Chef Eric Cartwright, CCC, is executive chef at the Ivy Award-winning Campus Dining Services at the University of Missouri, where he oversees menu development and quality control, as well as staff training and development programs. Originally from Gloucester, Va., Cartwright decided on a career in culinary arts as a teenager and went on to receive formal culinary training at Johnson & Wales University in Charleston, S.C. He continued to build his skills and knowledge through sous and executive chef positions at restaurants in the Mid-Atlantic region, including the five-diamond Dining Room at Ford’s Colony Country Club in Williamsburg, Virginia. Cartwright entered collegiate dining in 2000 at the nationally recognized Dining Services at Virginia Tech, where he served as sous chef and later executive chef for the university’s Personal Touch Catering service.
Chef Cartwright was a member of Hormel Foods inaugural Culinary Enrichment and Innovation Program in 2008. Cartwright is active in the Central Missouri Chapter of the American Culinary Federation, and assists with career-building activities for a nearby high school. He maintains a focus on sustainability by working closely with local producers and participating in a comprehensive university composting and biodiesel program. In 2015 Cartwright was appointed to the Missouri State Committee of Dietitians as an at-large member.
In 2010, the ACF-Central Missouri Chapter recognized Cartwright as Chef of the Year. He has successfully earned gold and silver medals in ACF sanctioned competitions and in 2014 was the Grand Prize winner in Custom Culinary’s “Think Fresh” soup contest.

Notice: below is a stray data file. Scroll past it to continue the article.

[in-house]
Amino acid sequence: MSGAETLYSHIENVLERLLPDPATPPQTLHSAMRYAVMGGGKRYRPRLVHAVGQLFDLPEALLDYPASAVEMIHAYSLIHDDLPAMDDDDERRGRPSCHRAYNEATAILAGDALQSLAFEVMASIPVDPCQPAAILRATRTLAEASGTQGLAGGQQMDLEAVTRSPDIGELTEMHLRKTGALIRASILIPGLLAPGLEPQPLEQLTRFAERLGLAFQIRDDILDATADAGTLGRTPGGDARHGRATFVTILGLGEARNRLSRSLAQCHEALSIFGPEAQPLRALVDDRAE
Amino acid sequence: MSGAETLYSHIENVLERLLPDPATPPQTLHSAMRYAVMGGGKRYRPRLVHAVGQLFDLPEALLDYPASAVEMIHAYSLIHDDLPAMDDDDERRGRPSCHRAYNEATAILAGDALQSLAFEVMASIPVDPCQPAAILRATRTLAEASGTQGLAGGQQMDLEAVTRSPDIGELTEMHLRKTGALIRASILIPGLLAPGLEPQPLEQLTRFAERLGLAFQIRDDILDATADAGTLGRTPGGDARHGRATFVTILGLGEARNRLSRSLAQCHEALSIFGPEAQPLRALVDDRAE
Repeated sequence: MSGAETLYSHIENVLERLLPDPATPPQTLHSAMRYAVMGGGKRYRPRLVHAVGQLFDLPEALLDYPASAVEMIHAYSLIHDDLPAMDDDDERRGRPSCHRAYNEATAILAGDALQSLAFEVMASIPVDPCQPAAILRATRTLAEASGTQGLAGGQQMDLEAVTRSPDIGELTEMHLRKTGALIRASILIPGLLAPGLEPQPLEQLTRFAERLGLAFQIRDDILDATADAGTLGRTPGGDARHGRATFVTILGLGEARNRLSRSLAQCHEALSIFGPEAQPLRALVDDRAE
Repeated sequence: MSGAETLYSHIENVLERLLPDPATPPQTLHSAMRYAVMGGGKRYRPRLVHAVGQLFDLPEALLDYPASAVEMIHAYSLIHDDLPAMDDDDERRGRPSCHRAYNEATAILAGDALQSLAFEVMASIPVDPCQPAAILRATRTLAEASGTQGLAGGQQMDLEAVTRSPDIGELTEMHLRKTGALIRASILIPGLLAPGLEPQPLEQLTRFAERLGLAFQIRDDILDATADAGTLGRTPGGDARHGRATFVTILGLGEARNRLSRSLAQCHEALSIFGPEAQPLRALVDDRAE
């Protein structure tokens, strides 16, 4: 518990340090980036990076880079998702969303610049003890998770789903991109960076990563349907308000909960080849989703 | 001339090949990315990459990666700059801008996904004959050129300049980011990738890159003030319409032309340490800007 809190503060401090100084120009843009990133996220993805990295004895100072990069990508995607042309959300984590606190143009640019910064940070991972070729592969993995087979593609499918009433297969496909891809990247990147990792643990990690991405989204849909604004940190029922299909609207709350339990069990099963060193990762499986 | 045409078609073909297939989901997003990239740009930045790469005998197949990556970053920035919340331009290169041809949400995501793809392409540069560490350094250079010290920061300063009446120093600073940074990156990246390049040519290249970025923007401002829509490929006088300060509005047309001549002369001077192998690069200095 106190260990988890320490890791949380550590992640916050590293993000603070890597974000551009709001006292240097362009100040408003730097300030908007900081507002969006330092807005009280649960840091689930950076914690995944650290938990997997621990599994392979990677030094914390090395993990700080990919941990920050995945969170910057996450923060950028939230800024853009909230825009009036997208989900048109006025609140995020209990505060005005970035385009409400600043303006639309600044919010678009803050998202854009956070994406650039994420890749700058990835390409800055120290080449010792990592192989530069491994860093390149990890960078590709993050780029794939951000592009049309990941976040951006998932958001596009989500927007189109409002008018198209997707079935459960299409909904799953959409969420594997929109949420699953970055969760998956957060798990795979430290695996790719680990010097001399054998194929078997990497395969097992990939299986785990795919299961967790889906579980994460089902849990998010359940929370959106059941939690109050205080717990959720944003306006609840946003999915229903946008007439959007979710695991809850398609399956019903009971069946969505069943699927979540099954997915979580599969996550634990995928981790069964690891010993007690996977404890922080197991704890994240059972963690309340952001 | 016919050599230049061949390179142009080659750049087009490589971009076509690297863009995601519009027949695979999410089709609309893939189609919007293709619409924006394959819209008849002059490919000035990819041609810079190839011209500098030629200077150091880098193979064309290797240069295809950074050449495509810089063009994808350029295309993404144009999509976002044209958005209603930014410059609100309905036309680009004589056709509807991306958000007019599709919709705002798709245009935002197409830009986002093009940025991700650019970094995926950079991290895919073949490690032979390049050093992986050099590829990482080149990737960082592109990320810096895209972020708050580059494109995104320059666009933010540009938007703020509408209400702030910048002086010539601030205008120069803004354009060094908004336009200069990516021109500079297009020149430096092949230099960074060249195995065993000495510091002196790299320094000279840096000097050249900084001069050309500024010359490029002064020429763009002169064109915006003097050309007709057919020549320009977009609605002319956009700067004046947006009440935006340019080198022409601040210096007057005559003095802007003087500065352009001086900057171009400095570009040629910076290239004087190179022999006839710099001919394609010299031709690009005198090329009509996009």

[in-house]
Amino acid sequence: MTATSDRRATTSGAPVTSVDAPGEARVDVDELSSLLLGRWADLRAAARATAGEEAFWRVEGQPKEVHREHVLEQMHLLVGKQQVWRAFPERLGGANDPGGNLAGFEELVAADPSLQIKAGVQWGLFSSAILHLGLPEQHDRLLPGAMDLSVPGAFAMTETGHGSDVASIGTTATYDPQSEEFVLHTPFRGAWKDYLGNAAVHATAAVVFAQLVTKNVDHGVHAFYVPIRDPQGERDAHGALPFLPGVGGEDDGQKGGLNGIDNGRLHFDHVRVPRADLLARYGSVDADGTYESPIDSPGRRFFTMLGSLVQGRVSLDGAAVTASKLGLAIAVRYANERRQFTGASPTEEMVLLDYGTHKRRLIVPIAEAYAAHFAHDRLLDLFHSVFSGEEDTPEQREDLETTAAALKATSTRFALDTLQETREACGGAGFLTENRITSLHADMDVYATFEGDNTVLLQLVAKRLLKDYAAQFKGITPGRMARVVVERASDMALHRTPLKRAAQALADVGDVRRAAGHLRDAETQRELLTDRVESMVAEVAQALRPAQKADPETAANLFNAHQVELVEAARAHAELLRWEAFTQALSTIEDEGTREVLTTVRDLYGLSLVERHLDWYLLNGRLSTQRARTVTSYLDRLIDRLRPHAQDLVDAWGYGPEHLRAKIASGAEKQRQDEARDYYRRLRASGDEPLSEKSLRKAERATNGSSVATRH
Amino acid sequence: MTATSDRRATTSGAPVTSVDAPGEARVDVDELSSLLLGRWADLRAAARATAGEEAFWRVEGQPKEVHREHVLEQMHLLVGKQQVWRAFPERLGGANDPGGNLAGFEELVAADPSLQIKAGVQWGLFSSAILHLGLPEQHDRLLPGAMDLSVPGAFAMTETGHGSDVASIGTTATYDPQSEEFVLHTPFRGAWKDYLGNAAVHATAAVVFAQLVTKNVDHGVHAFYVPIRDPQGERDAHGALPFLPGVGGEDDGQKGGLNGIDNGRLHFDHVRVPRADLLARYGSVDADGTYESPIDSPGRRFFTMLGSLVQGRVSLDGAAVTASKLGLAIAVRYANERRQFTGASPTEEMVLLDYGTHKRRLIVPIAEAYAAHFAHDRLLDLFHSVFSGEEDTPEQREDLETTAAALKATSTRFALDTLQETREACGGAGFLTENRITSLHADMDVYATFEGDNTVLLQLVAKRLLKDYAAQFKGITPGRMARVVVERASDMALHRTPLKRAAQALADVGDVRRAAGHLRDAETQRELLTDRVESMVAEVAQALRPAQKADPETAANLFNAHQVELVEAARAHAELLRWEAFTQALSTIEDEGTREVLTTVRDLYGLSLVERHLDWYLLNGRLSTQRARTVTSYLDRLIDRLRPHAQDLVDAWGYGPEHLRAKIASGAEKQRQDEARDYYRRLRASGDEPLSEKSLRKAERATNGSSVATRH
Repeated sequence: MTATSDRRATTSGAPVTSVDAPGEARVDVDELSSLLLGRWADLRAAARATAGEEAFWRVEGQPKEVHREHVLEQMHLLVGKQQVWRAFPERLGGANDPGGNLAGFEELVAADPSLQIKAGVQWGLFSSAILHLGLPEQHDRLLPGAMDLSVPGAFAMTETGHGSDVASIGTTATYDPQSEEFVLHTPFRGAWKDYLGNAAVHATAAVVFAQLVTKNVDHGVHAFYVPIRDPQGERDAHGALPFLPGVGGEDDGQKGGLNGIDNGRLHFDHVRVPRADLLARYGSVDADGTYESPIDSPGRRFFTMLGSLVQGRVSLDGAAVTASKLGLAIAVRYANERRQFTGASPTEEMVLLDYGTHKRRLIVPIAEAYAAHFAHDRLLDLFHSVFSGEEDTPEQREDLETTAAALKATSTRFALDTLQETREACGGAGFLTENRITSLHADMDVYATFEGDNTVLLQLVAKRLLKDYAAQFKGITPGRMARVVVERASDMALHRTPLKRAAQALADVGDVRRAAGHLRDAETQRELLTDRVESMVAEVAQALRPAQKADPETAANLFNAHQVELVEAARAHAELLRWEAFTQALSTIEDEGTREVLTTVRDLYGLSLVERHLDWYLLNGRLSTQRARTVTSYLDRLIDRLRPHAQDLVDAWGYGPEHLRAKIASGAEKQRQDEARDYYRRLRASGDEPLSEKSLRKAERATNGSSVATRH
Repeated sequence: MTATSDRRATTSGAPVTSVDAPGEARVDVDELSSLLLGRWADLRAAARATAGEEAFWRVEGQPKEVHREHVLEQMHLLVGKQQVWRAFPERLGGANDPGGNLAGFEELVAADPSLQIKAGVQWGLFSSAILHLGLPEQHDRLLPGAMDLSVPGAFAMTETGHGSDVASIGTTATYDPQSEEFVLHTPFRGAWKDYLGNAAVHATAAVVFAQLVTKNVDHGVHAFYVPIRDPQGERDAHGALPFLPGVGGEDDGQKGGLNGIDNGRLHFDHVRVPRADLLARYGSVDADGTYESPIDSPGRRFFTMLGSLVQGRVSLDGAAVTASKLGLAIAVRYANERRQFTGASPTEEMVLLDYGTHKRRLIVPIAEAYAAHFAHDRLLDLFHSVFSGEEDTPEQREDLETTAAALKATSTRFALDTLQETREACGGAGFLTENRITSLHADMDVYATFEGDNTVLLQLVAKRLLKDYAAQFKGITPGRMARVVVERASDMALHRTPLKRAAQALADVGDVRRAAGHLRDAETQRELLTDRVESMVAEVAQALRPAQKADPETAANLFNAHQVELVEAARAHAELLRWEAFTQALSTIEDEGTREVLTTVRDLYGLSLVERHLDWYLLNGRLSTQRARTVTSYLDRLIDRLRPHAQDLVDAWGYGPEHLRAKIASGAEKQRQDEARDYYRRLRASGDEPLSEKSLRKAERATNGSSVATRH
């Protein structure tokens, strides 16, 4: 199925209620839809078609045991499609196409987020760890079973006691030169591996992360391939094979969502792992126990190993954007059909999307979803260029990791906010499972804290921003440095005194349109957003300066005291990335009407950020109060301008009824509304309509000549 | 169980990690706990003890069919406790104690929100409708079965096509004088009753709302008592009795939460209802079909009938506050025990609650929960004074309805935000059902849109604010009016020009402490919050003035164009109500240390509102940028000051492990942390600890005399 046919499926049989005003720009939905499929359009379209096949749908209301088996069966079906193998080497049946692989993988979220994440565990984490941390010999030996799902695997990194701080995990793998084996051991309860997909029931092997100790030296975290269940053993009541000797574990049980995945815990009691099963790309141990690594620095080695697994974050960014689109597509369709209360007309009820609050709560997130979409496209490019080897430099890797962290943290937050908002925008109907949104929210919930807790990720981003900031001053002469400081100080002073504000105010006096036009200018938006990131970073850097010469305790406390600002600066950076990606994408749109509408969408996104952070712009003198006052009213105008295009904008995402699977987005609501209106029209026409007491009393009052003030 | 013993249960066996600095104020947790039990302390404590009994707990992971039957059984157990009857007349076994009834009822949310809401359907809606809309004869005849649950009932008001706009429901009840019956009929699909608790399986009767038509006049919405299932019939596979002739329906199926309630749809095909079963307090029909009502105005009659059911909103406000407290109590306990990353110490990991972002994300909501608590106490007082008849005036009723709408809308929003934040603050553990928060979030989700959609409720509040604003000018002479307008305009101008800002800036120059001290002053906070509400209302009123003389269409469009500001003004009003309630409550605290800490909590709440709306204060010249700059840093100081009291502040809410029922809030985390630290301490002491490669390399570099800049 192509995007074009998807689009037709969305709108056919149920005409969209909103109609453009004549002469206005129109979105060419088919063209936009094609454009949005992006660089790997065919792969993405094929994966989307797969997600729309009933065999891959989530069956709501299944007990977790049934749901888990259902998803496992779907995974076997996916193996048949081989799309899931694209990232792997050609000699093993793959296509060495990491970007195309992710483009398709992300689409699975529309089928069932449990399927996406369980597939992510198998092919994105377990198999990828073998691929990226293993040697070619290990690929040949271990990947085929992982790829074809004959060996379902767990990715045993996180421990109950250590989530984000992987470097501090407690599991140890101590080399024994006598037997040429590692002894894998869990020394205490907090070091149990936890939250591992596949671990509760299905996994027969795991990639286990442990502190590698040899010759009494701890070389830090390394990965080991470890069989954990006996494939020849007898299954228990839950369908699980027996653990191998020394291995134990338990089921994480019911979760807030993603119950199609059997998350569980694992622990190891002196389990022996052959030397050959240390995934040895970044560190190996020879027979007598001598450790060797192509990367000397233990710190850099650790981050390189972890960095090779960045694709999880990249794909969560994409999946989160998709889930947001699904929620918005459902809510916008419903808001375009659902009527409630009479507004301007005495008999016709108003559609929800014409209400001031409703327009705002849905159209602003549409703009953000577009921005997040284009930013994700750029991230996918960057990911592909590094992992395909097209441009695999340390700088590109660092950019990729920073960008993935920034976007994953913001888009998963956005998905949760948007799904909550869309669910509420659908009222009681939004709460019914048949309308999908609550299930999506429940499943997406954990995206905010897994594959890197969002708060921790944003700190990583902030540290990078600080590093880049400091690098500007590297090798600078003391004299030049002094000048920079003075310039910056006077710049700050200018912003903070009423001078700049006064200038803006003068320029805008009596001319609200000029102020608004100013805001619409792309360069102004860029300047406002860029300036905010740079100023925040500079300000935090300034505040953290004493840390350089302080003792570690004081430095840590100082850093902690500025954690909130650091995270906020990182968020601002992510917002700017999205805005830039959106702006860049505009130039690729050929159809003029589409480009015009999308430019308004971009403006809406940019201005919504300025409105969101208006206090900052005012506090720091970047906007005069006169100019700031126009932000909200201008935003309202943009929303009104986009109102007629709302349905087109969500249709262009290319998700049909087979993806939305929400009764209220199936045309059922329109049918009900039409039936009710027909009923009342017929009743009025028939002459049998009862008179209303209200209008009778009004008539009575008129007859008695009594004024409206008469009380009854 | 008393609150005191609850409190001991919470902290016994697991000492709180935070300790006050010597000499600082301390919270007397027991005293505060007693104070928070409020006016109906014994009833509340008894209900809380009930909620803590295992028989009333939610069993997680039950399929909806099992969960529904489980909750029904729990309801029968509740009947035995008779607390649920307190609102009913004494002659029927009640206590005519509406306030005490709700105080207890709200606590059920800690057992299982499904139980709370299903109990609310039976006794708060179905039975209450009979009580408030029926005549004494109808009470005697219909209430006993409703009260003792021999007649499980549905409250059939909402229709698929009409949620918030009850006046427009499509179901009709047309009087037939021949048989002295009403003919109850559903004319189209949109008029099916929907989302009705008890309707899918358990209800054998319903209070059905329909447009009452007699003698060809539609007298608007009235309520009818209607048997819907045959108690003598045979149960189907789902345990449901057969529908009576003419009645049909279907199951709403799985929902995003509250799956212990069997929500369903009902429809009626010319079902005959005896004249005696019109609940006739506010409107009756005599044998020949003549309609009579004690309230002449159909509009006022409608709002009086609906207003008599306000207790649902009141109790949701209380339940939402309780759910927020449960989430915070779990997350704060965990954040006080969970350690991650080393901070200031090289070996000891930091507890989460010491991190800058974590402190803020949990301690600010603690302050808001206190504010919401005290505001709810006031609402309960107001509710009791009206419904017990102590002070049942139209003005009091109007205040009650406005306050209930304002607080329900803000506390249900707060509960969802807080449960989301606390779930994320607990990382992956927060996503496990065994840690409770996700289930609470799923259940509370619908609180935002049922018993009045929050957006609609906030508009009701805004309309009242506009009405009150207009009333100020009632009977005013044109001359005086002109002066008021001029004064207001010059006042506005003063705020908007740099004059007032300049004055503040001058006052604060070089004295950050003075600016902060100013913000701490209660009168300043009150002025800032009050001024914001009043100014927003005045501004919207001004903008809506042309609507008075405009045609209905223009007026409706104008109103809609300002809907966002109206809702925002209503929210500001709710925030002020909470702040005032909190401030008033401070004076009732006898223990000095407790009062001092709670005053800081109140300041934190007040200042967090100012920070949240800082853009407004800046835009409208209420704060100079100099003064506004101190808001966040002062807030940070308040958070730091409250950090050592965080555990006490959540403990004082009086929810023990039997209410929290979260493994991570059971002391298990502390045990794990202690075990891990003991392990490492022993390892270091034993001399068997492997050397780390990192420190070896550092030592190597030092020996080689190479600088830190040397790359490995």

RAPID FIRE Q&A
Here at the University of Missouri we work closely with numerous local agricultural producers to provide the best, freshest product we can for our customers. Many of these producers use time honored methods of farming that care first and foremost about the land they are entrusted with. Ultimately their methods lead to sustainable practices and produce the highest quality products.
Being able to share my knowledge with others so that they can grow and develop. Whether it be staff members or customers, it is why I “do what I do” when others can be successful.
By no means am I an expert, but I have an insatiable passion for regional Mexican cooking. I’m always learning more and love to utilize the cuisine any chance I get.
Learning how to execute a passion and vision of excellence through others. It is one thing to prepare a dish yourself, but when you have to rely on many staff members across campus to deliver the results, it is essential that they “buy into” the vision. Learning how to motivate people to achieve high results and recognizing that I cannot do it all myself proved a hard lesson at times, but ultimately the payoff is well worth it.